As I stumble home through the craters of Tarmac, alternately blinded by oncoming motorbikes and plunged into darkness, thanks to yet another power cut (who knows how long for this time) I count myself lucky: for the last two and a half years as a volunteer, I’ve essentially worked from home in a quiet, controlled environment; I haven’t had to fight through the dust and the traffic every morning, sit on stuffy public taxis or risk being pulled over by hungry Traffic Police on the way to work; I’ve been able to (mostly) get on with my job (give or take electricity / internet connection / resources!) Eva mops the floor, makes the bed and does the shopping; it’s no surprise I’ve become fat!
I haven’t had to visit patients in the slum whose pathetic makeshift houses flood every time it rains; A. told me how one of his patients (sick with HIV and tuberculosis) had turds floating through his home when he last visited. There’s no such thing as a bed base, just a foam mattress, which absorbs whatever enters into his house. As a visitor, hospitality dictates that you take the seat you are offered. Need I say more?
One day, I don’t know when, I’ll miss the sounds of human activity from beyond our compound that connects my sometimes isolated life to the real world. The music and the drums, the screams of babies and a hammering of zinc can annoy me though. As for the man who slowly pushes a frozen food container along on his bicycle, up and down the railway track, every afternoon to the sound of the tinny Chinese Greensleeves; I can’t say I’ll miss him – but I’ll never forget him. He always seems to come at that moment in the afternoon when we’re all feeling lethargic or trying to rework that crucial bit of a funding proposal.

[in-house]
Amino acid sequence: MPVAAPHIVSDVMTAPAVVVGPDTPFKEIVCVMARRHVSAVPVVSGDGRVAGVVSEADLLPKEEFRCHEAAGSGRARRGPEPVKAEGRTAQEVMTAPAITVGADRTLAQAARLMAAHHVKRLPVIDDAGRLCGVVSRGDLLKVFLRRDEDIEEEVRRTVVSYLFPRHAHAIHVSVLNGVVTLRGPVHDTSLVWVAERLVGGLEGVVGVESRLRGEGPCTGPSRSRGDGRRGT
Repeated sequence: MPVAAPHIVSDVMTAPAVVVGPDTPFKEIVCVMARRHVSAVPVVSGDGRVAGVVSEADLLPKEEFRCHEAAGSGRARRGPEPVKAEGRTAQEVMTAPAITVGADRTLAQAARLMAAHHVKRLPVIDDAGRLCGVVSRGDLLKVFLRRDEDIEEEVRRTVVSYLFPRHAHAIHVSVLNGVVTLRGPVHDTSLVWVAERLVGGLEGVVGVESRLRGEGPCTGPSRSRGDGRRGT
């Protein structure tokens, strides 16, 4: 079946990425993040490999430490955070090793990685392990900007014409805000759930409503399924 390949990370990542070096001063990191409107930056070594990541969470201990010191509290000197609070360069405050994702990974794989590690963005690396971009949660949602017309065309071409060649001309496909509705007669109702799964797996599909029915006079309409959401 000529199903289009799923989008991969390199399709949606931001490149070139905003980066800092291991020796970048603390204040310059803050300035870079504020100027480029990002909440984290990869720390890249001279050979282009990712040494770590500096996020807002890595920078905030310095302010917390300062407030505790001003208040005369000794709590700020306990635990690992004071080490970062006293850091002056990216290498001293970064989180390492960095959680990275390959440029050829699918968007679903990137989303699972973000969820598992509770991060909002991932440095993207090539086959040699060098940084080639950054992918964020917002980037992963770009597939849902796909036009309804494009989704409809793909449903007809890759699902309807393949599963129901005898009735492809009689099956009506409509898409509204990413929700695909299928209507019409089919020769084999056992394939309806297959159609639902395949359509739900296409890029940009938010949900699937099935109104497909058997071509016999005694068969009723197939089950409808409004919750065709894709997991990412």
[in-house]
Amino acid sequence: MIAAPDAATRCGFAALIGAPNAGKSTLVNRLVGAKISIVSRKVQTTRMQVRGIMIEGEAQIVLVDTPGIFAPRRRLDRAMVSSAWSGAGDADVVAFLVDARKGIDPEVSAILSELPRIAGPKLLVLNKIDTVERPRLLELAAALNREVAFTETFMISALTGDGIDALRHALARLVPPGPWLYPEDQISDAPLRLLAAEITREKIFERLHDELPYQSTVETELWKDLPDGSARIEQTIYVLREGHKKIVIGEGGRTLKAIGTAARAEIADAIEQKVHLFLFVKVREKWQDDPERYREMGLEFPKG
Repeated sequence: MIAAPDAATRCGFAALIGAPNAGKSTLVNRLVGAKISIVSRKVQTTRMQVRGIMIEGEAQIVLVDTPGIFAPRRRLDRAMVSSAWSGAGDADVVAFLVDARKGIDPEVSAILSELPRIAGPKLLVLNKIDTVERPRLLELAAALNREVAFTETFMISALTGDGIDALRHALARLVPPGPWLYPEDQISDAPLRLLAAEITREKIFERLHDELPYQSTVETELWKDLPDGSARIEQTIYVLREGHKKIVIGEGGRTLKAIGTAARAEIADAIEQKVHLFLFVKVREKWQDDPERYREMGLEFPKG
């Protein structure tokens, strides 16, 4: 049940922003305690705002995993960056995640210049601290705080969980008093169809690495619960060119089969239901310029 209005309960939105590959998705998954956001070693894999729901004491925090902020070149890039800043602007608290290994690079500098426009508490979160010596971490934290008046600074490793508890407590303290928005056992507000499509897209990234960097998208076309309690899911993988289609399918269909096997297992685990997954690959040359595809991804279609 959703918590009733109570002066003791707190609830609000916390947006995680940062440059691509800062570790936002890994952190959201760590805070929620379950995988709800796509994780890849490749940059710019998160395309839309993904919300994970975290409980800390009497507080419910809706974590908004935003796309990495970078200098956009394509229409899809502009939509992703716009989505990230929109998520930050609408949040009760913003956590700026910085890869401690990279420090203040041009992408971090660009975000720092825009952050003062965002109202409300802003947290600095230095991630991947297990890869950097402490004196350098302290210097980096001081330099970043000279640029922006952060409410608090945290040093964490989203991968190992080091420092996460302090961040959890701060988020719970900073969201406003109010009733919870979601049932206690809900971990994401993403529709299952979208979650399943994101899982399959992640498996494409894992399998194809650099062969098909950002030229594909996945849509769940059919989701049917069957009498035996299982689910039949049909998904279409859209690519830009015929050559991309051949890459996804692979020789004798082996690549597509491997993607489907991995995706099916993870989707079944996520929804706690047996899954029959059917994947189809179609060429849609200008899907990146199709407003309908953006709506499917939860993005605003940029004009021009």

It’s only 8.15 pm but it’s pitch black and I’m exhausted after a late-night working and a few Warajis (local gins).
I’ve been bitten to buggery this evening.
I’m often aware of how easy my life has been here in Kampala. Simon, a VSO doctor, tells us of the clinic he’s trying to develop in Lira, Northern Uganda. You expect to hear about a lack of resources and a lack of facilities. There is no question of them having any medicines – that’s not such a surprise either. But, you would think the hospital might have some stock of sutures (stitches) and surgical gloves. So, if you need a Caesarean section, the deal is this: you go to the hospital, are given a shopping list and you then nip to the shops and buy your sutures, gloves etc. Sometimes people come back an hour or two later with the wrong items – at which point they are sent back to the shops. Needless to say, many babies – and their mothers – simply die.
Last week I gave blood to help a seven-year-old boy who was very sick with Sickle Cell Anaemia. It’s the first time I’ve ever known anything about the person who receives my donation. The urgent plea for donations came from a nurse Diane, another VSO. The urgent request came because the blood bank had said they didn’t have any the right type of blood left. An official letter had been written, e-mails were sent and favours were asked. By the time we arrived at the blood bank, they said they had plenty in stock! I don’t know how I would cope with this kind of bureaucracy and lack of communication on such a crucial issue. We’ve had plenty of setbacks at UCF, but to have to physically run between buildings on different sides of the city, when you have very sick people in your care, I think I would have gone berserk.
On a personal note, however, I was delighted to get through the blood screening straightaway, no longer anaemic (for the first time here in Uganda). The diet of iron tablets and the occasional bit of stringy chicken are obviously working!
Link to my blog ‘Count yourself lucky’ written exactly two years ago.